Thus in displaying the B-mode images the border tracked can be drawn as a line as disclosed above and the velocity vectors of the border taken at certain number of points of the border line are displayed as arrows having a different color as the border line and the direction of the velocity vector and a length corresponding to the modulus of the velocity vector in the image plane of the two dimensional image displayed.

By means of the method according to the present invention a different approach for tracking borders of a moving object in two and three dimensional ultrasound imaging is provided where the borders are not “detected”, rather they are “tracked”, i.e. followed in time, starting from one reliable existing instantaneous trace that is commonly, but not necessarily, manually drawn by the experienced operator over one single frame. Using this approach all the ambiguousness that is present in a pure detection approach is cleared, and the original trace is followed in time by searching the maximum likelihood over its neighborhood in the following frames. The tracking technique for each single point is approached using a method based on transmural cuts that is similar to that introduced in the document PCT/IT02/00114 filed on 27 Feb. 2002. Afterward the velocity on the tracked borders is estimated on the basis of the same maximum likelihood between two consecutive frames.

The automatic tracking method disclosed here allows the tracking of a border on a sequence of two-dimensional or three-dimensional images, and the evaluation of the velocity vector field on such borders. In principle, the border could be tracked on the basis of the velocity vector only; however, a tracking procedure is a result of the summation (time integration) of the estimated velocities and is prone to an error growth in presence of small incorrect estimates. This approach reduces the two- or three-dimensional tracking to a combination of one-dimensional tracking problems along the single topological relevant direction (typically the orthogonal to the border) that can be much better controlled and made accurate. On the other hand, the accurate tracking result is employed to improve the estimates of the velocity vector.

The result of this procedure is the automatic definition of the border displacement and velocity over all frames of a sequence of images, starting from the border traced on a single image. Eventually, the border information will be used to evaluated some geometric properties, like volume, area, or sizes, of the organ. The border kinematics (tracking+velocity) allows an estimate of global quantities (like volumes, lengths) as well as local phenomena (like rotations, strain) in a unique approach.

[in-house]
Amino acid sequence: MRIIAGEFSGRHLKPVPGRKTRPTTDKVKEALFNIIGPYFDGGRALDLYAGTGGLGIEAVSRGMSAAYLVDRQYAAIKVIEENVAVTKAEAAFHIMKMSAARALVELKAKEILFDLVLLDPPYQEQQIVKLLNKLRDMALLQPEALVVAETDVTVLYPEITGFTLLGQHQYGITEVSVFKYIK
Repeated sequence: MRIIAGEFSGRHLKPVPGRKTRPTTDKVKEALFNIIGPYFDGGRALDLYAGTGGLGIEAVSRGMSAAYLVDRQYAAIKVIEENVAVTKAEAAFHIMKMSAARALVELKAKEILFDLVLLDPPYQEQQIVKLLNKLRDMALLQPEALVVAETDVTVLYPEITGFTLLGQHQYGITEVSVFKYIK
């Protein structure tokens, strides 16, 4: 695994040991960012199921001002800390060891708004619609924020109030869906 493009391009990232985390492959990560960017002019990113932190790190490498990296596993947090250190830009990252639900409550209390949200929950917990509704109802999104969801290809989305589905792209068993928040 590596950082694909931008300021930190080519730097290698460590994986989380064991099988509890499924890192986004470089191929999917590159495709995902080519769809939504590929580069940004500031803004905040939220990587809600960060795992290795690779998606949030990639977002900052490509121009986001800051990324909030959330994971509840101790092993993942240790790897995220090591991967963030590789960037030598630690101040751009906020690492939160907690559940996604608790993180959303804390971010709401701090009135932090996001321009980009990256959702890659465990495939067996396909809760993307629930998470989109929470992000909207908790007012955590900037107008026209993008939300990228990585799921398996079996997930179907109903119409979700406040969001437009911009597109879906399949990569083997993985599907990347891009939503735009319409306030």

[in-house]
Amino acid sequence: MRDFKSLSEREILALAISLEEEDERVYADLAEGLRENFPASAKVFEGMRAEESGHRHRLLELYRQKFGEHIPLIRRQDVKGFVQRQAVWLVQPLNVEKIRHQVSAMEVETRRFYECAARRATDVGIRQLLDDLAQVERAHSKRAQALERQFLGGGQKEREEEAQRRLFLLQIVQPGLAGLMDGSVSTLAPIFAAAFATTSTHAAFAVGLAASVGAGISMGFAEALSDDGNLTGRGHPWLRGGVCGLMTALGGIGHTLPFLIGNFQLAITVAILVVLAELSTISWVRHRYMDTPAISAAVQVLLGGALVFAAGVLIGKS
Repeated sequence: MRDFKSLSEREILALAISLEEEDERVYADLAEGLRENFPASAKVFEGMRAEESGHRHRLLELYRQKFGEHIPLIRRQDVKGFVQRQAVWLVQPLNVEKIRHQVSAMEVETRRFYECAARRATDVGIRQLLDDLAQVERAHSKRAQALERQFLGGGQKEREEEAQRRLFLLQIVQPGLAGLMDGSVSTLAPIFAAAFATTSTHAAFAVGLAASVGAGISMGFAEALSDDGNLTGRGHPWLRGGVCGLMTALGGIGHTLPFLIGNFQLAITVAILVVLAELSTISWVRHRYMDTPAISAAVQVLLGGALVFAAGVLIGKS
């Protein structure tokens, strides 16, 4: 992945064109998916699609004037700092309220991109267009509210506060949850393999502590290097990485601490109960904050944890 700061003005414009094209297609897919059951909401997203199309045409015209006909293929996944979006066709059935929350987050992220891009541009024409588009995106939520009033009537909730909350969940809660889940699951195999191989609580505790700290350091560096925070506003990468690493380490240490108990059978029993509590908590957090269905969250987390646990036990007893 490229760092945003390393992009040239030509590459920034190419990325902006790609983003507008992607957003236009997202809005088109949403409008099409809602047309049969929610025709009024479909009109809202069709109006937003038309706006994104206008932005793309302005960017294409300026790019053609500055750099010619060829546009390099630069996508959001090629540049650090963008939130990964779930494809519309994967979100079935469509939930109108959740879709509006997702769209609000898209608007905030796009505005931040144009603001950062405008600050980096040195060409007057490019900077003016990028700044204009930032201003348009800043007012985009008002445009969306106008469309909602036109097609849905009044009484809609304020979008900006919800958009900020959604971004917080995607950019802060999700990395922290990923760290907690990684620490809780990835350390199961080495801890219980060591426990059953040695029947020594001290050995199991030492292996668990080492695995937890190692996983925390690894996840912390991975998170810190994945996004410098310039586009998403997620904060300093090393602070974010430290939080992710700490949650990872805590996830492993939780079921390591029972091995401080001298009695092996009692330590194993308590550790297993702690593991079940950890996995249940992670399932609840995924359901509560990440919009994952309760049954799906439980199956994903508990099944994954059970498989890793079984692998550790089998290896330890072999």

The method according to the present invention is firstly described with reference to a two dimensional case. A sequence of two dimensional B-mode image frames is acquired. The frames are acquired at predetermined time interval one from the other.

Consider a sequence of two-dimensional (2D) images; mathematically, this is a three-dimensional (3D) information that is 2D in space and 1D in time. Consider that the images contain one organ/object or part of it, that changes its position and shape in time, of which organ we want to trace the border kinematics at all instants.

The method according to the present invention comprises a first step which consist of tracing the border over one single frame by defining a border line. A border is traced, manually or by another manual or automatic procedure, over one arbitrary frame. Such border is then defined as a sequence of N points, defined by their coordinate pairs (xi,yi) with i=1 . . . N in the two dimensional image plane. The result of this step is illustrated in FIGS. 1 and 2. FIG. 1 illustrates an image of the left ventricle where the endocardial border points are traced from one side of the mitral annulus to the other side of the same mitral annulus. FIG. 2 illustrates an example in which the border is a closed one where the Nth point connects to the first one.

Referring now to a particular case like the one illustrated in FIG. 1, where the border has a staring and an ending point, the method according to the invention provides for a second step of tracking the most representative reference point of the border line drawn in the first image frame.